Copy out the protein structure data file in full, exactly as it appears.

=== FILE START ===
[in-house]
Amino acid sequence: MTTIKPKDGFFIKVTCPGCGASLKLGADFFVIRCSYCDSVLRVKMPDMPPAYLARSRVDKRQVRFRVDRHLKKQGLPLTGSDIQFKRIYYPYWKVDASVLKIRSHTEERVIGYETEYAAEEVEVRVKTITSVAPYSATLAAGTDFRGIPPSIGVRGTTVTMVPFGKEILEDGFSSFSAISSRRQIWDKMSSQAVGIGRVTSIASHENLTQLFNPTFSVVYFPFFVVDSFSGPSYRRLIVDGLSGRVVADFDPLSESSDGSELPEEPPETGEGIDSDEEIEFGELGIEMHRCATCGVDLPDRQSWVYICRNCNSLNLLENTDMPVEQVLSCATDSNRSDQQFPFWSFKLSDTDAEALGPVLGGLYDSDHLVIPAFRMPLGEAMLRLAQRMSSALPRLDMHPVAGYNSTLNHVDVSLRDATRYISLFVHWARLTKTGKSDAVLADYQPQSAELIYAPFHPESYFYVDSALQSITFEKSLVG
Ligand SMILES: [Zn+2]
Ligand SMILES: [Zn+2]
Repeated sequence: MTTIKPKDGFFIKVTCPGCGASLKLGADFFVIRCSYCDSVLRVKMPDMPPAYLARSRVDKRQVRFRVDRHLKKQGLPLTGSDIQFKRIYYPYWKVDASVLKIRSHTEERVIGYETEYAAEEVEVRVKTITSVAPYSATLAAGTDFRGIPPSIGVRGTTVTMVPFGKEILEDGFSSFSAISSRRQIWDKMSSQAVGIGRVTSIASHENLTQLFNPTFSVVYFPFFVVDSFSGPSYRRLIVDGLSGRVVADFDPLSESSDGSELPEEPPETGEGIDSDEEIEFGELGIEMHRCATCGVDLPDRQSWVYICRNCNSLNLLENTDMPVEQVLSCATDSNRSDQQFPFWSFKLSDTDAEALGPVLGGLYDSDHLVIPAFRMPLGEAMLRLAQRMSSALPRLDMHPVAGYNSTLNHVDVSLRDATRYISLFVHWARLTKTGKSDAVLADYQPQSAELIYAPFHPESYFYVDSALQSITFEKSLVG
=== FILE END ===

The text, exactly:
[in-house]
Amino acid sequence: MTTIKPKDGFFIKVTCPGCGASLKLGADFFVIRCSYCDSVLRVKMPDMPPAYLARSRVDKRQVRFRVDRHLKKQGLPLTGSDIQFKRIYYPYWKVDASVLKIRSHTEERVIGYETEYAAEEVEVRVKTITSVAPYSATLAAGTDFRGIPPSIGVRGTTVTMVPFGKEILEDGFSSFSAISSRRQIWDKMSSQAVGIGRVTSIASHENLTQLFNPTFSVVYFPFFVVDSFSGPSYRRLIVDGLSGRVVADFDPLSESSDGSELPEEPPETGEGIDSDEEIEFGELGIEMHRCATCGVDLPDRQSWVYICRNCNSLNLLENTDMPVEQVLSCATDSNRSDQQFPFWSFKLSDTDAEALGPVLGGLYDSDHLVIPAFRMPLGEAMLRLAQRMSSALPRLDMHPVAGYNSTLNHVDVSLRDATRYISLFVHWARLTKTGKSDAVLADYQPQSAELIYAPFHPESYFYVDSALQSITFEKSLVG
Ligand SMILES: [Zn+2]
Ligand SMILES: [Zn+2]
Repeated sequence: MTTIKPKDGFFIKVTCPGCGASLKLGADFFVIRCSYCDSVLRVKMPDMPPAYLARSRVDKRQVRFRVDRHLKKQGLPLTGSDIQFKRIYYPYWKVDASVLKIRSHTEERVIGYETEYAAEEVEVRVKTITSVAPYSATLAAGTDFRGIPPSIGVRGTTVTMVPFGKEILEDGFSSFSAISSRRQIWDKMSSQAVGIGRVTSIASHENLTQLFNPTFSVVYFPFFVVDSFSGPSYRRLIVDGLSGRVVADFDPLSESSDGSELPEEPPETGEGIDSDEEIEFGELGIEMHRCATCGVDLPDRQSWVYICRNCNSLNLLENTDMPVEQVLSCATDSNRSDQQFPFWSFKLSDTDAEALGPVLGGLYDSDHLVIPAFRMPLGEAMLRLAQRMSSALPRLDMHPVAGYNSTLNHVDVSLRDATRYISLFVHWARLTKTGKSDAVLADYQPQSAELIYAPFHPESYFYVDSALQSITFEKSLVG